It has been one of those weekends where my Facebook newsfeed has just lite up with a wide range of views every since Param Singh went on the Take me Out dating show.
Take Me Out is a dating show presented by Paddy McGuinness. Paddy plays matchmaker to 30 single women all of which are hoping to meet the man of their dreams. Different single men have to try and impress the women as they watch/hear from a prospective male. NB The girls are assembled in a horizonal line/panel stood at podiums with a two option light-up code: Red = reject and White = ‘I’m interested’ and I’m impressed with what I’ve seen/heard. If there are any women left with their lights on at the end of the game the men can then choose which one of them to go out on a date with. Confused? I certainly was by Param’s decision to go on.
The rules, a full list can be found here: For example, the show insists that:
Rule 8: ‘You must be single and aged eighteen or over at the time of the application. You will be asked to provide the Producer with valid and current photographic ID and other documentation in order to substantiate your age (i.e. birth certificate, driving licence and/or valid passport). Rule 9. You must have the right to live and work in the UK and hold a valid passport.’
OK, so these rules suggest you must be an adult, rather than an adult with sound mind! Or, maybe the show is just an arena or facilitator of just good old fashioned fun. It is easy to cringe as right at the beginning of the show 30 girls journey to their podiums two-by-two, holding hands and dancing along a long runaway. Its quite simply a parade of silliness!
On a serious note, I’ve met Param a number of times. He is a genuine guy with a heart of gold and a unique sense of style. His brothers are great too, having developed a set of publications that are inspirational & deeply thoughtful from a spiritual perspective.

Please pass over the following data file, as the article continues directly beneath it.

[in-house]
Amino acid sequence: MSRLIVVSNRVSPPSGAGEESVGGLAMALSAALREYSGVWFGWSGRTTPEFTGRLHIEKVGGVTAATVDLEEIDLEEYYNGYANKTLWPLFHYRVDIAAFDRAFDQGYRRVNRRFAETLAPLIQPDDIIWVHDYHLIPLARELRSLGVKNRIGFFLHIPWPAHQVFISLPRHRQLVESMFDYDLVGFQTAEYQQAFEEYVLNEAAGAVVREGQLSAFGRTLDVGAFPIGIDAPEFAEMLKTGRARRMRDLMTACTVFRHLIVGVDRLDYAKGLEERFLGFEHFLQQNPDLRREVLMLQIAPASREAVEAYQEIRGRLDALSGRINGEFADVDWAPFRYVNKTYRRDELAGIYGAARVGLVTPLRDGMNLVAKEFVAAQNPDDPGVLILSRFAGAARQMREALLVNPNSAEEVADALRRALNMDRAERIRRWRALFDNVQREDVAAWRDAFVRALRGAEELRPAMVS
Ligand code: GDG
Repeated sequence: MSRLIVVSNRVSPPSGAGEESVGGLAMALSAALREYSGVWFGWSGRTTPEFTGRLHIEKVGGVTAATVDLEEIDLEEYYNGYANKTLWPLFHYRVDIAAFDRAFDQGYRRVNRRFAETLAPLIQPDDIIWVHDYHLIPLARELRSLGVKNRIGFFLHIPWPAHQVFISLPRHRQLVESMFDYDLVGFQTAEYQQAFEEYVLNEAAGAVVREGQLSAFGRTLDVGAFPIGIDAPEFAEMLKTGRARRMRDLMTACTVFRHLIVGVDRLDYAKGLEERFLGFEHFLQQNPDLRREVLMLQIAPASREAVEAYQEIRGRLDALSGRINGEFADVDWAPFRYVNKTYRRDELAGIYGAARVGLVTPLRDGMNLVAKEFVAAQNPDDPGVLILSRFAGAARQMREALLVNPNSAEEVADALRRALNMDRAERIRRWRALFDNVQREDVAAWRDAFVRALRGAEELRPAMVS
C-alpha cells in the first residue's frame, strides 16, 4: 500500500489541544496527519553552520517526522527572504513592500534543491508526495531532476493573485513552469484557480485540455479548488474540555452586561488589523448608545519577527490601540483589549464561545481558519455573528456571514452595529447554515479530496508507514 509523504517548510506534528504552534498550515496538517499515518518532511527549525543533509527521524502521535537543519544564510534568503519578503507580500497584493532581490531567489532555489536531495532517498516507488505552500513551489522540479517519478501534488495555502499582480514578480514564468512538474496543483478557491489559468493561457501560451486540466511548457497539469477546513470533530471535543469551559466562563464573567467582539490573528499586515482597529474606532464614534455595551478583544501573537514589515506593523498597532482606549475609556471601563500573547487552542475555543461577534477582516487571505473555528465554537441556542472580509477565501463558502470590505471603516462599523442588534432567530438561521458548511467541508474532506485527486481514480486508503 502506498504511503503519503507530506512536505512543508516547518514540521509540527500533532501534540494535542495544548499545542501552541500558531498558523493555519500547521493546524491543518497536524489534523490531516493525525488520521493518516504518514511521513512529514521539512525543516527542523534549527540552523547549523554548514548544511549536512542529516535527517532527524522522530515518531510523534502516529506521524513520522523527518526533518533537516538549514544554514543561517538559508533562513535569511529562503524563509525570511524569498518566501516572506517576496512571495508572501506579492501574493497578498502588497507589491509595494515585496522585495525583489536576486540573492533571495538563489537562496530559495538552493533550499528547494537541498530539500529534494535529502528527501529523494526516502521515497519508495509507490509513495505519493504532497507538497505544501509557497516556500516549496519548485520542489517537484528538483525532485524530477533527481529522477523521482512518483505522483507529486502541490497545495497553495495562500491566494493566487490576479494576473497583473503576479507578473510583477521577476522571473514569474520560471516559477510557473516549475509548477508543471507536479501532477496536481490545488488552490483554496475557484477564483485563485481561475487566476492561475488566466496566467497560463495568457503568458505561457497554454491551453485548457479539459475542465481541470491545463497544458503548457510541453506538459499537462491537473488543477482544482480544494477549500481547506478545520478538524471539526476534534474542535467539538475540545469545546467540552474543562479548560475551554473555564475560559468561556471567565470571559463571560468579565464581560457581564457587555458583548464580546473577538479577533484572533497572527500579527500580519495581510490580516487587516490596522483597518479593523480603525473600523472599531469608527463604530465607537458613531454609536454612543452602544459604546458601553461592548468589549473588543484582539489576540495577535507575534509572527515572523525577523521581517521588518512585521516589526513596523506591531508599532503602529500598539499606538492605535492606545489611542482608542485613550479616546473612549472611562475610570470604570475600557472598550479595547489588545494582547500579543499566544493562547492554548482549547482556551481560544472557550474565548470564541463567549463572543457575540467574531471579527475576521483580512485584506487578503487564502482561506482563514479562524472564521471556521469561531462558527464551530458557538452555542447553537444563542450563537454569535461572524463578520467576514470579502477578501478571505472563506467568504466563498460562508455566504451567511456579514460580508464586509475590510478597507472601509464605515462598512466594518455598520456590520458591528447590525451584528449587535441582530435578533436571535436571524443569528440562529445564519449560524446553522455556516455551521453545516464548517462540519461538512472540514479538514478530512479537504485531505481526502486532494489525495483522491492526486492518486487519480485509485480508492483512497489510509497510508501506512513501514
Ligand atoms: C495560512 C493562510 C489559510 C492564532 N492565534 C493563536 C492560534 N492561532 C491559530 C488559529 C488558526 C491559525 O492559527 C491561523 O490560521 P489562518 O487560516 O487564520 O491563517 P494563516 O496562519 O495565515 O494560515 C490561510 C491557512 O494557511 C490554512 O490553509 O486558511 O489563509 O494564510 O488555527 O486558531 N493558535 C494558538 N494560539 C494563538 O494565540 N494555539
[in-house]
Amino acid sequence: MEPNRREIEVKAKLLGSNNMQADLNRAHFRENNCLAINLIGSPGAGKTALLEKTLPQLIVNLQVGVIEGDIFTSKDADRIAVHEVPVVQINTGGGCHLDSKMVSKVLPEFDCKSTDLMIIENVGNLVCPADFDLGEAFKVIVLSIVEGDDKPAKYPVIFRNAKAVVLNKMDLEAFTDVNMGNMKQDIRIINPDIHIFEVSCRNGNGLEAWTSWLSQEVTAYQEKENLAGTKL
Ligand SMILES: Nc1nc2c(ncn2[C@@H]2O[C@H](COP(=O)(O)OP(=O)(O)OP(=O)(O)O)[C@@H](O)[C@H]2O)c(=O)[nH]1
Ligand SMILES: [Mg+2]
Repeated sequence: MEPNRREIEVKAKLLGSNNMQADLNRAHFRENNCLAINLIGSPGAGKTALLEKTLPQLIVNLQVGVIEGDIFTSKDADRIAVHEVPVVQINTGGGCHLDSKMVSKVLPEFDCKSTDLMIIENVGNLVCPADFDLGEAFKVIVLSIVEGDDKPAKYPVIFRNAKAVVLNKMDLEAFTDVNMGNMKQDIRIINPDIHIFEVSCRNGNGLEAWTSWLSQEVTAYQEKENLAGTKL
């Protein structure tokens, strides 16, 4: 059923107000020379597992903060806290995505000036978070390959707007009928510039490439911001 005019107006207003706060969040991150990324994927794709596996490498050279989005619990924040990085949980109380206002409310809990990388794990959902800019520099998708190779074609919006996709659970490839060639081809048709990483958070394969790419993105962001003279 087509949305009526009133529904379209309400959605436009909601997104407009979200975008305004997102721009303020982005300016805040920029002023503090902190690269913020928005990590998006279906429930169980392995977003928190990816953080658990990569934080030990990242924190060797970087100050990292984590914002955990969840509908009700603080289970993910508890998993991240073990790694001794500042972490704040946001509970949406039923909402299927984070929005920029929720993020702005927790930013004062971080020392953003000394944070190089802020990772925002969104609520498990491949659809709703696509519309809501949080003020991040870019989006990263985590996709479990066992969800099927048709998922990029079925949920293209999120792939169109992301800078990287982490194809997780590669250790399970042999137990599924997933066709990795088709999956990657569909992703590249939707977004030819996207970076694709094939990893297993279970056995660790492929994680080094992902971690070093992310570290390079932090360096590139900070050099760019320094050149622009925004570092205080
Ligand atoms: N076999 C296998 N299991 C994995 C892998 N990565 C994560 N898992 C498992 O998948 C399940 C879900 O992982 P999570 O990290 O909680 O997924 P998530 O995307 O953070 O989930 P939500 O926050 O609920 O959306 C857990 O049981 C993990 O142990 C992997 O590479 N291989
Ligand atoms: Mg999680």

Essentially the Param’s result was what is known in the game as a ‘blackout’ – a strange sense of double meaning, i.e: leaving wth no acceptance for a date. Was Param motives to go on the show in search of a good time and the ultimate prize holiday in Fernandos or was it self-promotion? One thing is for sure, he was quick witted and gave as good as he got. During a Q&A in the early stages of selection (some girls had left their lights on), one girl suggested that she didn’t need a handbag when going out as she could store items in Param’s turban. Param responded with, there is more space up here! Again, another double meaning, i.e: There is more brains up here than you my dear!
However, as I mentioned at the start of this post, my personal Facebook timeline saw a mix of emotion. Some people were clearly alarmed and some took it in their stride as a bit of old fashioned jolliness. Unfortunately, my view is that there is already too much jolliness with Sikhs being mocked in Bollywood. At a couple of interesting media outlet’s :Nihal’s show on BBC Network Asia (whatever that means) and the excellent Langar hall (http://thelangarhall.com/general/the-trials-and-tribulations-of-dating-while-sikh/), the debate continues. I also saw an excellent Tweet from Naujawani.com on 8th Jan:
‘It might lack subtlety, but makes up for it with a powerful message: wearing a turban/dastaar comes with responsibility http://bit.ly/U09jN4‘.
Referring to the excellent film by Satwant Singh, an award winner at last years Sikhnet Film festival and also shown during the Mr Singh International event last month! Was that a contradiction?